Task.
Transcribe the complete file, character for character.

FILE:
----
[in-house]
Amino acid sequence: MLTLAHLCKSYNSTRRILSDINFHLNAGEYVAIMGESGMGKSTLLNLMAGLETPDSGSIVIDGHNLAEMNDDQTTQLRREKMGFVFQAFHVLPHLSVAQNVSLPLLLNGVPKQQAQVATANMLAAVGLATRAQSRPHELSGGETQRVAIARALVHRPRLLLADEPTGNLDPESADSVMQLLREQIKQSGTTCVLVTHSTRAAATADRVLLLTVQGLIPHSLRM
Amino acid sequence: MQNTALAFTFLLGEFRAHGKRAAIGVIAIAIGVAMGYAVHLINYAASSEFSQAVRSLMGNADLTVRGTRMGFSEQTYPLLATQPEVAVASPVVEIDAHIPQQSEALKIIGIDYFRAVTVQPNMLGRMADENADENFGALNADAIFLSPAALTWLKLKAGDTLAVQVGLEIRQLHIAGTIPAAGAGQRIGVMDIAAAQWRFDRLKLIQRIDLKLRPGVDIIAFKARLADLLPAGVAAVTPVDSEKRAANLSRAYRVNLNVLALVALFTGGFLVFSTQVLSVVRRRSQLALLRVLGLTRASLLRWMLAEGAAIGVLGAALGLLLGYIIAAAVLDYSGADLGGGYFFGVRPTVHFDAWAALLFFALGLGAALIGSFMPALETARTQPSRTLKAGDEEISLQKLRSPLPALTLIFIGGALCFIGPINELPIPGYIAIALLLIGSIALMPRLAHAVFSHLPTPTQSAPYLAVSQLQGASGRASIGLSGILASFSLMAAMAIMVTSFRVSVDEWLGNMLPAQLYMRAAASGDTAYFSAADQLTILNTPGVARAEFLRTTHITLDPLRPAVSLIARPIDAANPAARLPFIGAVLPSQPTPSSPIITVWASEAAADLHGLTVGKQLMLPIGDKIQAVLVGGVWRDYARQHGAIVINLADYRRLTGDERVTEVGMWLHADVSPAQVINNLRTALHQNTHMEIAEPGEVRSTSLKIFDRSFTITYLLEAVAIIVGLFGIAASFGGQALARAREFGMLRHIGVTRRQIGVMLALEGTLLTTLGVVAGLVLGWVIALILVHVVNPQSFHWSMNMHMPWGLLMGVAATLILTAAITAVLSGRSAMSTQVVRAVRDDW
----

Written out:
[in-house]
Amino acid sequence: MLTLAHLCKSYNSTRRILSDINFHLNAGEYVAIMGESGMGKSTLLNLMAGLETPDSGSIVIDGHNLAEMNDDQTTQLRREKMGFVFQAFHVLPHLSVAQNVSLPLLLNGVPKQQAQVATANMLAAVGLATRAQSRPHELSGGETQRVAIARALVHRPRLLLADEPTGNLDPESADSVMQLLREQIKQSGTTCVLVTHSTRAAATADRVLLLTVQGLIPHSLRM
Amino acid sequence: MQNTALAFTFLLGEFRAHGKRAAIGVIAIAIGVAMGYAVHLINYAASSEFSQAVRSLMGNADLTVRGTRMGFSEQTYPLLATQPEVAVASPVVEIDAHIPQQSEALKIIGIDYFRAVTVQPNMLGRMADENADENFGALNADAIFLSPAALTWLKLKAGDTLAVQVGLEIRQLHIAGTIPAAGAGQRIGVMDIAAAQWRFDRLKLIQRIDLKLRPGVDIIAFKARLADLLPAGVAAVTPVDSEKRAANLSRAYRVNLNVLALVALFTGGFLVFSTQVLSVVRRRSQLALLRVLGLTRASLLRWMLAEGAAIGVLGAALGLLLGYIIAAAVLDYSGADLGGGYFFGVRPTVHFDAWAALLFFALGLGAALIGSFMPALETARTQPSRTLKAGDEEISLQKLRSPLPALTLIFIGGALCFIGPINELPIPGYIAIALLLIGSIALMPRLAHAVFSHLPTPTQSAPYLAVSQLQGASGRASIGLSGILASFSLMAAMAIMVTSFRVSVDEWLGNMLPAQLYMRAAASGDTAYFSAADQLTILNTPGVARAEFLRTTHITLDPLRPAVSLIARPIDAANPAARLPFIGAVLPSQPTPSSPIITVWASEAAADLHGLTVGKQLMLPIGDKIQAVLVGGVWRDYARQHGAIVINLADYRRLTGDERVTEVGMWLHADVSPAQVINNLRTALHQNTHMEIAEPGEVRSTSLKIFDRSFTITYLLEAVAIIVGLFGIAASFGGQALARAREFGMLRHIGVTRRQIGVMLALEGTLLTTLGVVAGLVLGWVIALILVHVVNPQSFHWSMNMHMPWGLLMGVAATLILTAAITAVLSGRSAMSTQVVRAVRDDW